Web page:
I've been looking at the differences between MMO's and the different books and movies that inspire the content from which they are created and I've come to a fairly dark conclusion.
We are all Orcs.
The basic story features a protagonist, an antagonist, and a particular situation that causes the two to clash. In the best stories, the ones that inspire us and make us wish that we too could live in such worlds and take parts in such conflicts, either the protagonist, the antagonist or both are spawned from rather humble beginnings and through some strange and wonderful, or likewise horrible, twist of fate find themselves thrust into a strange new world full of incredibly unique situations of which they (the protagonist or antagonist) are key in effecting. This is the hook that makes us keep watching/reading as the story, no matter how incredible, unfolds.
The key element of the basic protagonist/antagonist of any story then is that he or she is special. Even among other special beings the protagonist/antagonist of any good story, the hero, still has that little something extra that sets them apart from the rest of the pack. A something that, as the story unfolds, will not only carry them from their humble beginnings to a place of belonging but beyond that still into the category of "Hero". This is the theory of wonderment. It is the gratification ultimately earned and deserved by the reader/viewer of any book that makes the time spent reading/watching, time that the reader/watcher will never get back, worth while.
It has already been stated on this blog, and in many other places, that MMO's lack the theory of wonderment. Obstacles such as "balancing", "the gestalt formation", and the overall greed of the player base vs the overall laziness of the producers have made the word "wonderment" almost unattainable in most aspects of the games we play because, well, after all that balancing is done, after we learn that a good group needs a Tank, a Healer, and DPS at it's base, and after we all figure out which one of these things is going to bring us as close to being a key player in any configuration, we all end up just being Orcs. Random soldiers of random battles can neither advance us individually beyond the preset caps that have been put in place to keep us gaffled nor advance our worlds in any way special or memorable beyond what the next group that comes along can do.
Luke Skywalker was not just a Jedi. He was the Jedi that was fortold who would bring balance to the force. Bilbo Baggins was not just a hobit, he was the first hobit willing to leave his comfortable surroundings in the shire and venture out into the world to DO something that would effect it. Even though Frodo's story was all encompassing and infinately more involved, it was Bilbo who we most identified with because to him these things were all brand new. There could have been no Frodo without Bilbo and so Bilbo carries the mark of the hero, the theory of wonderment.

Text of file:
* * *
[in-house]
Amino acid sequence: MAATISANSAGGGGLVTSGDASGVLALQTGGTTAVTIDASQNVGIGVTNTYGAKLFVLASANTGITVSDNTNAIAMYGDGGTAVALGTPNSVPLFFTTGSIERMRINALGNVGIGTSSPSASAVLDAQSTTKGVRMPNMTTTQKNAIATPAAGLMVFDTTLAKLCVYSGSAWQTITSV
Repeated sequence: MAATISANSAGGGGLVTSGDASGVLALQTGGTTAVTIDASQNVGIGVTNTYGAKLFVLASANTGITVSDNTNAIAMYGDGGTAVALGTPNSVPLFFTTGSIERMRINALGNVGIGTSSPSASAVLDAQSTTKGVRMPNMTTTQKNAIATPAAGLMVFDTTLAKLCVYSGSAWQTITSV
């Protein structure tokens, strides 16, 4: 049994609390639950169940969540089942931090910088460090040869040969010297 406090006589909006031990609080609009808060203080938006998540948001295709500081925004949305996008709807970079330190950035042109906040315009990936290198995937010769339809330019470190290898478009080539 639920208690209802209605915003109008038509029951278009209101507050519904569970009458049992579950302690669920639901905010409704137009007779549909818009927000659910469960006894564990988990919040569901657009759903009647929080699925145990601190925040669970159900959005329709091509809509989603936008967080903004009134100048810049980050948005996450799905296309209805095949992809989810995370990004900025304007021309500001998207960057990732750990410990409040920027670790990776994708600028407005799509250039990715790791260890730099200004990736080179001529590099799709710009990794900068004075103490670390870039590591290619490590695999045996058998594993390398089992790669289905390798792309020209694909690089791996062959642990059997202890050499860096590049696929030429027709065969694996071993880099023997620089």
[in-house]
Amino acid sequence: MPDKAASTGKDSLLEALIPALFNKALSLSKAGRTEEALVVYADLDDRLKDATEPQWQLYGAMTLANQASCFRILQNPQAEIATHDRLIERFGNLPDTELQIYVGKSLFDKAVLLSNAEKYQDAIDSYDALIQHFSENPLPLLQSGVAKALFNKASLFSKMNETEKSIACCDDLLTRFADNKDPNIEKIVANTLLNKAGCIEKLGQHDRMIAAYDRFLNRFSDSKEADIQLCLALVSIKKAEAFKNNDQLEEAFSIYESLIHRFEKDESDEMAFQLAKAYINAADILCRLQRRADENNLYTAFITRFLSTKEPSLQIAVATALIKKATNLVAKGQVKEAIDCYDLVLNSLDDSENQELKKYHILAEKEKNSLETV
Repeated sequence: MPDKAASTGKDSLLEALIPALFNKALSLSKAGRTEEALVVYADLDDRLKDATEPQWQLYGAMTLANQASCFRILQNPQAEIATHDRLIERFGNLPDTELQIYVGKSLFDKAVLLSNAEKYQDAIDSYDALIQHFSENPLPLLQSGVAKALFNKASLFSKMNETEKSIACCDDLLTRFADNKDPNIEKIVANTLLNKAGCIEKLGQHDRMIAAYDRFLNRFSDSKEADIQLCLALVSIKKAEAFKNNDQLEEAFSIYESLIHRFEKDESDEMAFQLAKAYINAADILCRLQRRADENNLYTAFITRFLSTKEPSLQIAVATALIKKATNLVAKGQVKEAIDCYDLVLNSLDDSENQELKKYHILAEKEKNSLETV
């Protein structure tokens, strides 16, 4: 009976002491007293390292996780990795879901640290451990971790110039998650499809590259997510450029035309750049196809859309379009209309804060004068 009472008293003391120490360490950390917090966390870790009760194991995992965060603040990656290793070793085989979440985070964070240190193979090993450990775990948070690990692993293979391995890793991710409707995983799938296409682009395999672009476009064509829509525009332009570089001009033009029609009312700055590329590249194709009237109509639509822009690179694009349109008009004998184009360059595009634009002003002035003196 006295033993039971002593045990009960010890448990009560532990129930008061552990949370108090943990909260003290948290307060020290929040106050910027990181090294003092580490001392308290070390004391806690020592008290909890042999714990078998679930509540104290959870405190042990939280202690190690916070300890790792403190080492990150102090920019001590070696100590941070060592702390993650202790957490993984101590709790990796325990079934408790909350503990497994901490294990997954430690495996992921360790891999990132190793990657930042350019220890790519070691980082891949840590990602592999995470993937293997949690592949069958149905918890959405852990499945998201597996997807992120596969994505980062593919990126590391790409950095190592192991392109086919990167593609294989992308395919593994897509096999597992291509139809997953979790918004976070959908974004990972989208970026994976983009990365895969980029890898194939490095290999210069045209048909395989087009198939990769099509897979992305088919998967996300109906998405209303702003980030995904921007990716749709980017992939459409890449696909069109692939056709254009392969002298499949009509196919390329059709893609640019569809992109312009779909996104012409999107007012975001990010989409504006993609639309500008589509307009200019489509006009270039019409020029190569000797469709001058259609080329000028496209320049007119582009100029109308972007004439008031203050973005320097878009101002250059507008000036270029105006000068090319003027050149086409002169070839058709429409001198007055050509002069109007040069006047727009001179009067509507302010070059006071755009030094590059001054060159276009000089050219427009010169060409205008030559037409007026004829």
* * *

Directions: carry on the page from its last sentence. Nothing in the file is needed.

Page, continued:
MMO's have to find this theory again. Put away the out-dated and commecial concepts that this is replayability suicide. A Clue - Most people aren't lingering that long anyway. Your best weapons for emmersion then are the weapons that are usually spent prior to the opening of the game i.e. player/development interaction in the context of role-play and world changing events. Sure, a lot of these elements still exist but, in my opinion, they are far too few and far too long in between to really amount to an interactive world with a properly functioning theory of wonderment.
I look to the future for something different. Something or some way to seperate us from the orcs. The Awakening of the Sleeper, was a good concept but I think there is still WAY more to be done in this area. You always here them asking in OOC. "Will there be events?". "What is the best weapon in the game?", "Which is the best character?". To me, the answer to these questions should not be plural, meaning that they should not represent the same thing to all members of the game, they should be publicized, planned and plotted content meant to provide players with the sense of wonderment that they all came to recieve. Sure, in a system like this "there can be only one". But isn't that what it's really all about? Isn't that why we cheat? Hack? and Exploit the game? Done properly, I think that a good event system could increase the player base of any game exponetially. Some of the best games out there to play already know this. I still look for more however. More in the way of world shaping, more in the way of the ultimate power or the possibility of pinnacle of player performance. We all rage against the levelling machine, the raiding machine, the perfomance machine, and in the end we all end up the same. Orcs.
We don't need another hero, we need a legend.
Be it occasionally sponsered, seasonally programmed, or one-time hard coded, events are the way to go. It can be facilitated in a variety of ways. Give stories to some of these huge patches, start rumors about incredible weapons or items of power and then assign these items a finite number. Already, in games that I have played, there have been nerfed items that have been left in the game after the nerfing that have provided the player base will all kinds of wonderment and differentiation. I'm just saying, lets do more of this on purpose. The reason we leave, the reason we roam, is because eventually, sooner or later after all the raiding is done and all the content has been consumed, we all become orcs. In order for future games to differentiate themselves from the pack then, in my understanding, developers must harness that which is happening by mistake and give it a name, create that which causes change and name it the same, support that which promotes alliegience and call it that thrice, and an excalibur or glaive, or even R2-D2 would be nice.
Heh, time for me to stop for now.